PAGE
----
New Agricultural Techniques Are Helping Farmers Reduce Their Emissions

New Agricultural Techniques Are Helping Farmers Reduce Their Emissions
Reading Time: 4 minutes

New Agricultural Techniques Are Helping Farmers Reduce Their Emissions. Image Unsplash.

Reading Time: 4 minutes

Reducing agricultural emissions is among the top priorities for the farming industry. Land conversion, chemical fertilizers, machinery and livestock contribute to emissions that harm the environment. The increasing focus on climate change makes reducing this pollution paramount.

Fortunately, new agricultural techniques are helping farmers reduce pollution and yield better crops in the process. They can also save money and boost productivity. Here are some strategic and technological innovations that can play a significant role in reducing agricultural emissions.

  1. Vertical Farming

Vertical farming is an emerging agricultural technique in which farmers stack crops on top of each other. This method requires a controlled environment instead of a traditional field, so it usually occurs inside small, contained urban areas instead of rural locations. Farming in cities will become more vital as urban landscapes and populations grow.

This new agricultural technique has many environmental benefits. Most importantly, it requires much less land to grow food. About 52% of U.S. land is used for farming. This greatly contributes to the agriculture industry’s pollution because it prevents forests from naturally filtering carbon dioxide.

One estimate from the Technical University of Munich estimates that vertical farming can grow up to 100 layers of crops on just one hectare — about 2.47 acres — of land. By comparison, the average American farm is approximately 445 acres.

Vertical farming solves the issues of land conversion and deforestation and leads to better crop yields. Artificial light gives farmers precise control over how much exposure their crops receive, giving them more control over the soil’s fertility. Water usage can drop by 90% for certain crops and pesticides are no longer necessary.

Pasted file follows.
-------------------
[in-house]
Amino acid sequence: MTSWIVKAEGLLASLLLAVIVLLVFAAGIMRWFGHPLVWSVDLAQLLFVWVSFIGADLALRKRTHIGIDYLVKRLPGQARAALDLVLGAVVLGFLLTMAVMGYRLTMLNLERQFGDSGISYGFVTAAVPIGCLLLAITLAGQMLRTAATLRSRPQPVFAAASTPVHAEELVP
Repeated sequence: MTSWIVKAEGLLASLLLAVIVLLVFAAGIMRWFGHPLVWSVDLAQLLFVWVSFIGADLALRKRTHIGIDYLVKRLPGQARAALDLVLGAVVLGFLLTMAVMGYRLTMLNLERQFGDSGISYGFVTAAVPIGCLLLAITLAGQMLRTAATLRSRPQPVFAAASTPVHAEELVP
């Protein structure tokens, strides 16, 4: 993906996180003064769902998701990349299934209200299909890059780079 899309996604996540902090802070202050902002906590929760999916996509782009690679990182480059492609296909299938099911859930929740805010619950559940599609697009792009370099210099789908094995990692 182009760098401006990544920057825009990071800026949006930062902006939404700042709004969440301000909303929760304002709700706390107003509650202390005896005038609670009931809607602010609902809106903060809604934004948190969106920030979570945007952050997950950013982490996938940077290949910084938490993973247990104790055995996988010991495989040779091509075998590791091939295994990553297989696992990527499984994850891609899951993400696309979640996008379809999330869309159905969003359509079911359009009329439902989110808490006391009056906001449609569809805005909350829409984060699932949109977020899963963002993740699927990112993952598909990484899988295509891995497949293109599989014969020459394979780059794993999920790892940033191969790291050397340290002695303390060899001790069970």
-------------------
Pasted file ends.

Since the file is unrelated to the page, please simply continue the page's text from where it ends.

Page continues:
The growth of artificial intelligence will also make vertical farming in urban settings more efficient. About 40% of greenhouse gas emissions come from heating, cooling and other energy-consuming tasks in buildings, and an estimated 30% is wasted. AI can model exactly how much water and electricity are needed to optimize crop growing conditions on vertical farms and minimize waste.

  1. Regenerative Agriculture

Regenerative agriculture is a revolutionary farming technique that uses that same plot of land repeatedly while maintaining the soil’s fertility. On traditional farmlands, soil degradation and fertility decline can begin after just five years of continuous tilling. 

Regenerative agriculture allows farmers to stay put and use the same land for decades with minimal soil disturbance, leading to less land conversion, machinery emissions and pesticide usage. Several subcategories of this farming technique could make a significant impact in reducing agricultural emissions.

No-Till Farming

Soil tilling is one of the leading contributors to greenhouse gas emissions in the agriculture industry. Tilling machines slowly chip away at the earth’s structure and unlock soil organic carbon (SOC) that releases into the atmosphere. It also accelerates surface runoff and nutrient depletion, which leads to lower-quality crops.

No-till farming provides a sweeping solution to these problems. Instead of churning up the soil with heavy equipment, farmers can deposit seeds into small holes and keep SOC underground. In a study of European farms, SOC levels in organic farms with reduced tillage increased by 1.7% and 3.6% compared to traditional plowing methods.

Crop Rotation